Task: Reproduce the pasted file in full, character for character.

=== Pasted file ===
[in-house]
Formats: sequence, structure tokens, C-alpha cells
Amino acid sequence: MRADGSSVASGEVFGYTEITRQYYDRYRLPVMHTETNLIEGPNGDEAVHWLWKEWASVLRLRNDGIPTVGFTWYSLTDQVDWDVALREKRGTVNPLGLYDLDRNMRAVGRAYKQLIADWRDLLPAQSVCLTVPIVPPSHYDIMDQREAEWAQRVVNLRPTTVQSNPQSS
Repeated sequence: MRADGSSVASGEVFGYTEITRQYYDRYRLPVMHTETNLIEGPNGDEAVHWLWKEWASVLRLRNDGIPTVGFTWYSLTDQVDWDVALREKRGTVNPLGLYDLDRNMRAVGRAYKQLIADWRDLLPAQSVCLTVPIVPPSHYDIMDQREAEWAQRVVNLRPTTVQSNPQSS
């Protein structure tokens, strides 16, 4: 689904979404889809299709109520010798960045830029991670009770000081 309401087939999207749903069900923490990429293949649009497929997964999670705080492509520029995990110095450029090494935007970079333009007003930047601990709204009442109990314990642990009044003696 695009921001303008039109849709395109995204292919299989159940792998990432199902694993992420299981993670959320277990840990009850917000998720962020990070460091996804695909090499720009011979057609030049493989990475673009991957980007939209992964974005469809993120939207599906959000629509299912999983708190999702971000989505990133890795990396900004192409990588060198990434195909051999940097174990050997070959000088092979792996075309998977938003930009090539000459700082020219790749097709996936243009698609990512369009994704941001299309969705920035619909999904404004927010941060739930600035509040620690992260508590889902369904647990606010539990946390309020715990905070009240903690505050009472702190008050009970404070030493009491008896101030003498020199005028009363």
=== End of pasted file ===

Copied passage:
[in-house]
Formats: sequence, structure tokens, C-alpha cells
Amino acid sequence: MRADGSSVASGEVFGYTEITRQYYDRYRLPVMHTETNLIEGPNGDEAVHWLWKEWASVLRLRNDGIPTVGFTWYSLTDQVDWDVALREKRGTVNPLGLYDLDRNMRAVGRAYKQLIADWRDLLPAQSVCLTVPIVPPSHYDIMDQREAEWAQRVVNLRPTTVQSNPQSS
Repeated sequence: MRADGSSVASGEVFGYTEITRQYYDRYRLPVMHTETNLIEGPNGDEAVHWLWKEWASVLRLRNDGIPTVGFTWYSLTDQVDWDVALREKRGTVNPLGLYDLDRNMRAVGRAYKQLIADWRDLLPAQSVCLTVPIVPPSHYDIMDQREAEWAQRVVNLRPTTVQSNPQSS
């Protein structure tokens, strides 16, 4: 689904979404889809299709109520010798960045830029991670009770000081 309401087939999207749903069900923490990429293949649009497929997964999670705080492509520029995990110095450029090494935007970079333009007003930047601990709204009442109990314990642990009044003696 695009921001303008039109849709395109995204292919299989159940792998990432199902694993992420299981993670959320277990840990009850917000998720962020990070460091996804695909090499720009011979057609030049493989990475673009991957980007939209992964974005469809993120939207599906959000629509299912999983708190999702971000989505990133890795990396900004192409990588060198990434195909051999940097174990050997070959000088092979792996075309998977938003930009090539000459700082020219790749097709996936243009698609990512369009994704941001299309969705920035619909999904404004927010941060739930600035509040620690992260508590889902369904647990606010539990946390309020715990905070009240903690505050009472702190008050009970404070030493009491008896101030003498020199005028009363």